June 27, 2014

"make it strong."

rising up, straight to the top 
had the guts, got the glory 
went the distance, now I'm not gonna stop 
just a man and his will to survive

- survivor, eye of the tiger

Maybe it's just me, but when I look back over the five novels I've written, I can trace a mental progression without a whole lot of effort.  Every writer takes a certain amount of time to get his literary feet under him, to grasp his style, to begin to understand the huge responsibility inherent in creating something with the intention of sharing it with the world.  This is particularly true of Christians who write, and who struggle with incorporating - or not incorporating - the gritty realities of life into their books without compromising their own beliefs.  No matter what you write, at some point in time questions - I suppose you could call them questions of ethics - will arise.  Do you write that sexually tense scene?  Do you show that that guy is in love, not just with the girl's "wonderful soul," but with her looks as well?  Do you write the word that comes into your mind in the middle of your characters' heated argument?  Are you (here's the clincher) making people stumble if you do any of the above?  And if you don't...are you just lame?

If you have been around Scribbles & Ink Stains for any length of time you already know how I feel about Christian fiction and the baggage that goes along with the label - but that is not at all to dismiss the struggles faced by individual Christians who also happen to be writers as they attempt to create a story that accurately addresses the world in all its fallen mayhem.  I see the above-mentioned questions frequently around Facebook and the blogosphere and I generally feel less than competent to respond to them, but I'm going to take a stab at a huge issue.

First off, I'll be honest: I am not an adventurous person.  There are certain things that I do not like reading; there are certain things that did not and still do not come easily to me in my writing.  But as I continue to write, and as my stories expand from the relative simplicity of The Soldier's Cross to the time-traveling tangle that is Tempus Regina, I grow more comfortable with incorporating elements that, frankly, some people may find offensive.  I've wrestled with it extensively, especially with the question of swearing.  When a word comes to mind as admirably suited to a piece of dialogue, do you go ahead and write it, or do you hurriedly shoo it out and substitute something that, let's be honest, is always rather stale by comparison?  I used to do that.  I have since come to the conclusion that that is not the best tack to take, that it in fact weakens the impact and believability of both character and story.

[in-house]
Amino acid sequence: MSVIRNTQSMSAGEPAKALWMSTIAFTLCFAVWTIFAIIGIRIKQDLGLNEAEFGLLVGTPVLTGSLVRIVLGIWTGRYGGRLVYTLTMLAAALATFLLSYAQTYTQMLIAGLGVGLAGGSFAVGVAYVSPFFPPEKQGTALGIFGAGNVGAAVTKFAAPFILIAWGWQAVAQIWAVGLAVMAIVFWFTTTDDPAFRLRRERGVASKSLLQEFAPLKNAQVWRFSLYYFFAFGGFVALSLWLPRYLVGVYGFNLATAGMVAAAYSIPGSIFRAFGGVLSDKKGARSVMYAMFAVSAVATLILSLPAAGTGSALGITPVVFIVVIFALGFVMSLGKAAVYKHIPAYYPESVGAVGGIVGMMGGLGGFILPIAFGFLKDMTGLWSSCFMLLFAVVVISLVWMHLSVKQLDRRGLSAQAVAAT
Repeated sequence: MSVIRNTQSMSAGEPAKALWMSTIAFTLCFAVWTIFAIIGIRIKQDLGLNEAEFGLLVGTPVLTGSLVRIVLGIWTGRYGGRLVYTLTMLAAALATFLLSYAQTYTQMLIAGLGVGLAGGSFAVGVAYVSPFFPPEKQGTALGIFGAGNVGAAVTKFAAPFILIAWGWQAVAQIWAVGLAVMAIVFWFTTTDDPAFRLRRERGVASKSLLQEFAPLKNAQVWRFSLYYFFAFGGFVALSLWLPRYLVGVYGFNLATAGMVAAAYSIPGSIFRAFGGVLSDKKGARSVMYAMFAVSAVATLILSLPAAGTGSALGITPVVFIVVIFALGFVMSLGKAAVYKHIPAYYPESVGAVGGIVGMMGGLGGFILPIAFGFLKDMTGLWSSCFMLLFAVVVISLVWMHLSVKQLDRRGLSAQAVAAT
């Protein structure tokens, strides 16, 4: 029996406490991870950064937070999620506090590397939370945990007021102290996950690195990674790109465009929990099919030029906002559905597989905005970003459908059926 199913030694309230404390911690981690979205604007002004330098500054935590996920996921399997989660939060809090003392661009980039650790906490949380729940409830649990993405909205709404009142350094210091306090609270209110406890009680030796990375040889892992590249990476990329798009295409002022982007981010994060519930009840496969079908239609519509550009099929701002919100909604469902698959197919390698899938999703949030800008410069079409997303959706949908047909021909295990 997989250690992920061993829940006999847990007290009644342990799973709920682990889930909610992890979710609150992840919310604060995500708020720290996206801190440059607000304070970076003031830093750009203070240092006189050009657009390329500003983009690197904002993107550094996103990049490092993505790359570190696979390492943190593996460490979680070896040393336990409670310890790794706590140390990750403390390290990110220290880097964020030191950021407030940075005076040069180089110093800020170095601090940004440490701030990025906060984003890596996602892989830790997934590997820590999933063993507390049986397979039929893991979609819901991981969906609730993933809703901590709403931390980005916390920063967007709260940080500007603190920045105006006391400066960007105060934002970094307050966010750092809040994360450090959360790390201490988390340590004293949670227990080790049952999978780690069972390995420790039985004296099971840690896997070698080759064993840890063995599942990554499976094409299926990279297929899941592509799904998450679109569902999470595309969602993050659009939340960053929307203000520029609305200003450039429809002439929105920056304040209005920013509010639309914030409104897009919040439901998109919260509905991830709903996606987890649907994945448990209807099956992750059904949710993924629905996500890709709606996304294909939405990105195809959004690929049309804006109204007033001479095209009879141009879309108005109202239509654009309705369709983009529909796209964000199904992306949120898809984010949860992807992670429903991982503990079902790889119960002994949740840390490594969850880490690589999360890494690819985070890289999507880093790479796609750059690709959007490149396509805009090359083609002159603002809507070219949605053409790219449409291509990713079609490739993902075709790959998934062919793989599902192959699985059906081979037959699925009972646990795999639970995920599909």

it is the mark of an educated mind to entertain a thought without accepting it.

We all know four-letter words.  Really.  We do.  When you write, "Go to...!" no one is going to wonder what the person was about to say before they were so fortunately interrupted.  We all insert the missing word, and we're not sinning by so doing.  God is not going to condemn us because we know a word, nor even, I do not believe, because we (or our characters) use a word.  Attitude is far more important, and when it comes to it, slamming a door can be far more sinful than saying "damn."  We can - should! - incorporate into our stories things of which we do not approve; we should not pretend that the world and its language do not exist.

your story will thank you.

There is a constant debate about whether characters control the author or the author controls the characters.  I don't think "control" is the right word.  We know our characters, and as we continue to write them we get to know them better.  We write them as they are, and the story flows from that.  So it seems to me that when you think a character would say this or do that, he should probably say this and do that.  Hastily diverting the stream of his or her personality will only create awkwardness.  The story works better when you allow them to be true to their characters.  Seriously.  It does.

honey, sometimes "fiddlesticks" just doesn't cut it.

There is a very ludicrous idea that a sanctified man is cut of monkish cloth: celibate, with a halo, speaking in King James English.  I challenge you to find a godly man in the Bible who fits that description.  David?  Imprecatory psalms, people!  Paul?  He was not very fond of the Judaizers.  Jesus?  He washed the feet of the disciples and called the Pharisees a lot of whitewashed tombs.